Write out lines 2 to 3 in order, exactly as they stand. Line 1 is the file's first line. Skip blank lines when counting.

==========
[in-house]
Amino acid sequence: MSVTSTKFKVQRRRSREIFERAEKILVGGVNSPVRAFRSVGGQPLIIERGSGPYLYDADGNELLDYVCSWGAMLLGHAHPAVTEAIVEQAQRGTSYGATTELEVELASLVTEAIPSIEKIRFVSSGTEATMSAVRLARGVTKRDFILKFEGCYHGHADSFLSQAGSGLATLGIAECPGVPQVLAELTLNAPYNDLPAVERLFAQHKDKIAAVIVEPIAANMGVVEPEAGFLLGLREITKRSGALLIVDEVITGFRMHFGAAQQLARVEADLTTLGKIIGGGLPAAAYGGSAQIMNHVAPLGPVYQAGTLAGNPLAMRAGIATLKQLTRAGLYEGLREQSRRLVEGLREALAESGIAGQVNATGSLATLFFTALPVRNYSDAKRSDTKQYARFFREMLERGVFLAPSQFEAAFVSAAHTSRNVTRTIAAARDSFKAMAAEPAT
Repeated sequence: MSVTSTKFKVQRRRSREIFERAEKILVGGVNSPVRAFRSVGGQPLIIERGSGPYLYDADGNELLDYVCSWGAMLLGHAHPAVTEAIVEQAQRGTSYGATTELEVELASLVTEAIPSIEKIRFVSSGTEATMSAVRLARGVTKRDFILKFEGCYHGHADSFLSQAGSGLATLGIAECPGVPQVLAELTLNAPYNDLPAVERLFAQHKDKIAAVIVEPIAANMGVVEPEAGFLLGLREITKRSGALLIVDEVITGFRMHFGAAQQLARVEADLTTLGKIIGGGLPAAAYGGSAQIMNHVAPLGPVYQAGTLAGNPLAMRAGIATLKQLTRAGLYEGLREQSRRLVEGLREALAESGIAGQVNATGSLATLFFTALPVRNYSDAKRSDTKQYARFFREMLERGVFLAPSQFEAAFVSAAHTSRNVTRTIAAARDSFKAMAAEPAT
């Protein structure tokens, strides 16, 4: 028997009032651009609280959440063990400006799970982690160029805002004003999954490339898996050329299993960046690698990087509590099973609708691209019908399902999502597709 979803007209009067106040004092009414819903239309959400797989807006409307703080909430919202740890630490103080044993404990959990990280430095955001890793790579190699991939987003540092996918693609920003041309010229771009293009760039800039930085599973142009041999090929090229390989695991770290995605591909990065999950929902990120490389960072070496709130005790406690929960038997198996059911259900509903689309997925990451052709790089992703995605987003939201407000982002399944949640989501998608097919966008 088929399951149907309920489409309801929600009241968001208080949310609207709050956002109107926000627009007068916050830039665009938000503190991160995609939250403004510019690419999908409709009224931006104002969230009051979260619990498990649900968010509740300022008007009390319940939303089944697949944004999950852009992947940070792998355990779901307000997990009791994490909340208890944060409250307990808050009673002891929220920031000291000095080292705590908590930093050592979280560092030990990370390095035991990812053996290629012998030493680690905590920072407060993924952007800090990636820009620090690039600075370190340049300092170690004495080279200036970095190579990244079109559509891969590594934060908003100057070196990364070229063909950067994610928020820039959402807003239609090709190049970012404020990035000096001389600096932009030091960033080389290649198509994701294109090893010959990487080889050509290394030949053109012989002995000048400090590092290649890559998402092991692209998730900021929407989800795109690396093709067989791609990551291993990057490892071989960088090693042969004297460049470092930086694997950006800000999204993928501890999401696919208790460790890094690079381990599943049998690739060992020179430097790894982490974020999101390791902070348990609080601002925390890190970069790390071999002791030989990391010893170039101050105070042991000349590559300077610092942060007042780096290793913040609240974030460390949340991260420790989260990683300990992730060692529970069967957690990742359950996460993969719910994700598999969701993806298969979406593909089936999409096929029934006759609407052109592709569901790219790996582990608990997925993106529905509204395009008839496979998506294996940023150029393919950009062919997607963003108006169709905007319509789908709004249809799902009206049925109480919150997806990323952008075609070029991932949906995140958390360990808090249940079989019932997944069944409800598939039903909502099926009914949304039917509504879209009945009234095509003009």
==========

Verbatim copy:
Amino acid sequence: MSVTSTKFKVQRRRSREIFERAEKILVGGVNSPVRAFRSVGGQPLIIERGSGPYLYDADGNELLDYVCSWGAMLLGHAHPAVTEAIVEQAQRGTSYGATTELEVELASLVTEAIPSIEKIRFVSSGTEATMSAVRLARGVTKRDFILKFEGCYHGHADSFLSQAGSGLATLGIAECPGVPQVLAELTLNAPYNDLPAVERLFAQHKDKIAAVIVEPIAANMGVVEPEAGFLLGLREITKRSGALLIVDEVITGFRMHFGAAQQLARVEADLTTLGKIIGGGLPAAAYGGSAQIMNHVAPLGPVYQAGTLAGNPLAMRAGIATLKQLTRAGLYEGLREQSRRLVEGLREALAESGIAGQVNATGSLATLFFTALPVRNYSDAKRSDTKQYARFFREMLERGVFLAPSQFEAAFVSAAHTSRNVTRTIAAARDSFKAMAAEPAT
Repeated sequence: MSVTSTKFKVQRRRSREIFERAEKILVGGVNSPVRAFRSVGGQPLIIERGSGPYLYDADGNELLDYVCSWGAMLLGHAHPAVTEAIVEQAQRGTSYGATTELEVELASLVTEAIPSIEKIRFVSSGTEATMSAVRLARGVTKRDFILKFEGCYHGHADSFLSQAGSGLATLGIAECPGVPQVLAELTLNAPYNDLPAVERLFAQHKDKIAAVIVEPIAANMGVVEPEAGFLLGLREITKRSGALLIVDEVITGFRMHFGAAQQLARVEADLTTLGKIIGGGLPAAAYGGSAQIMNHVAPLGPVYQAGTLAGNPLAMRAGIATLKQLTRAGLYEGLREQSRRLVEGLREALAESGIAGQVNATGSLATLFFTALPVRNYSDAKRSDTKQYARFFREMLERGVFLAPSQFEAAFVSAAHTSRNVTRTIAAARDSFKAMAAEPAT